An unprecedented coalition of 50 animal welfare charities called for the UK Government to take a ‘once-in-a-generation opportunity’ to redefine our relationship with animals through a new animal health and welfare strategy and released a green paper – “Act Now For Animals” – setting out the sector’s priorities.
Animal loving personalities including wildlife presenter Chris Packham, DJ Sara Cox, TV personality Angela Rippon, choreographer and TV presenter Arlene Phillips, actress and wildlife campaigner Virginia McKenna and actress Carol Royle added their support in a video:
Chris Sherwood, Chief Executive of the RSPCA today applauded the Government’s plans to take action on more than a dozen animal issues which the public care passionately about, including pet issues: tackling puppy smuggling through changes to import rules, introducing compulsory microchipping for cats, cracking down on pet theft through a new government taskforce and banning remote controlled training e-collars.
Sam Gaines, head of the companion animals department at the RSPCA, said: “The past year has highlighted just how important pets are for so many people and so we are thrilled that the Government plans to take action on issues which offer our pets greater protections.
“We are delighted that the sale and use of equipment designed to cause pain and fear will be banned and puppy and kitten imports will be tackled. Throughout the pandemic we have seen many pet owners understandably concerned about pet theft and so we’re pleased to see a new taskforce being introduced to crackdown on pet thefts.
“We’re also pleased to see the Government introducing compulsory microchipping for cats – should a cat be lost, or become injured, they can easily be reunited with their owner.”
Chris Sherwood, Chief Executive of the RSPCA, said: “These announcements could make a real and lasting difference to animals’ welfare, so we’re pleased the Government is committed to improving animals’ lives in the UK and abroad.
“We can no longer ignore the inextricable link that exists between the way we treat animals, our own health and that of the planet – but to really achieve a step change, it will take courage from right across Government.
“We urge the Prime Minister to put animal welfare at the heart of policy making and make these announcements just the beginning of an evolving, holistic animal health and welfare strategy.”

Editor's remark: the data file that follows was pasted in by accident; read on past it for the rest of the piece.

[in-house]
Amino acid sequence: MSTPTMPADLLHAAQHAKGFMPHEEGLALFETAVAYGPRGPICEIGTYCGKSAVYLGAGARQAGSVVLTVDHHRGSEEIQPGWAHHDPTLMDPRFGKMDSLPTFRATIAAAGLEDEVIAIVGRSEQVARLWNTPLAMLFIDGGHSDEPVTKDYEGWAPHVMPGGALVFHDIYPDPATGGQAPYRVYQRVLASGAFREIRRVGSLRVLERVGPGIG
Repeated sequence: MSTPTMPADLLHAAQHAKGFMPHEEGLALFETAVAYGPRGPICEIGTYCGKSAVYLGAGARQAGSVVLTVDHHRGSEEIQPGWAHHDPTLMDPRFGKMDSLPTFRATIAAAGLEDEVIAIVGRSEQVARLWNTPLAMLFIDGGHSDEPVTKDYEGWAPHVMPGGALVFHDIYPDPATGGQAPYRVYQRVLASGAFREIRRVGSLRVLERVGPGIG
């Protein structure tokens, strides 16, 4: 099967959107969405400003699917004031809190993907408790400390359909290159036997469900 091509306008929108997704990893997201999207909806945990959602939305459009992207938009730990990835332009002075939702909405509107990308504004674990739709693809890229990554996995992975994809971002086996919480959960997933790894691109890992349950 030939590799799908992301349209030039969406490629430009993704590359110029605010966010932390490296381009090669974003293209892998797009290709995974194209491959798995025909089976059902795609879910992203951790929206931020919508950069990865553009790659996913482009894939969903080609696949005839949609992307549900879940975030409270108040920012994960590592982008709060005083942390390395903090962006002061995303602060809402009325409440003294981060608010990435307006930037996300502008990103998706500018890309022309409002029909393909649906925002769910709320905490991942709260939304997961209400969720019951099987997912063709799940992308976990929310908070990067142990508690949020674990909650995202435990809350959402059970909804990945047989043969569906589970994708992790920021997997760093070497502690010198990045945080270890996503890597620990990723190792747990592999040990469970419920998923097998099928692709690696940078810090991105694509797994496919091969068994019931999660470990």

Chris added that as well as needing courage, the Government needs to create an Animal Sentience Committee with real teeth to ensure animals are considered in relevant policy making.
He added: “An Animal Sentience Committee is crucial to the success of future legislation; it must be independent, made up of leading animal welfare experts and be able to meaningfully hold ministers to account. It must not be a token gesture.
“We are pleased the Government will be taking action on many of the top welfare issues that we know the public care passionately about and look forward to working with them to identify further opportunities to improve animal welfare.”
Show captionAnimal welfare protesters at a rally in front of the Al Kuwait live export ship as sheep are loaded in Fremantle harbour, 16 June 2020. Photograph: Richard Wainwright/AAPAnimal welfare
Set of government measures will include halting most live animal exports and a ban on hunting trophy imports
Animals are to be formally recognised as sentient beings in UK law for the first time, in a victory for animal welfare campaigners, as the government set out a suite of animal welfare measures including halting most live animal exports and banning the import of hunting trophies.
The reforms will be introduced through a series of bills, including an animal sentience bill, and will cover farm animals and pets in the UK, and include protections for animals abroad, through bans on ivory and shark fins, and a potential ban on foie gras.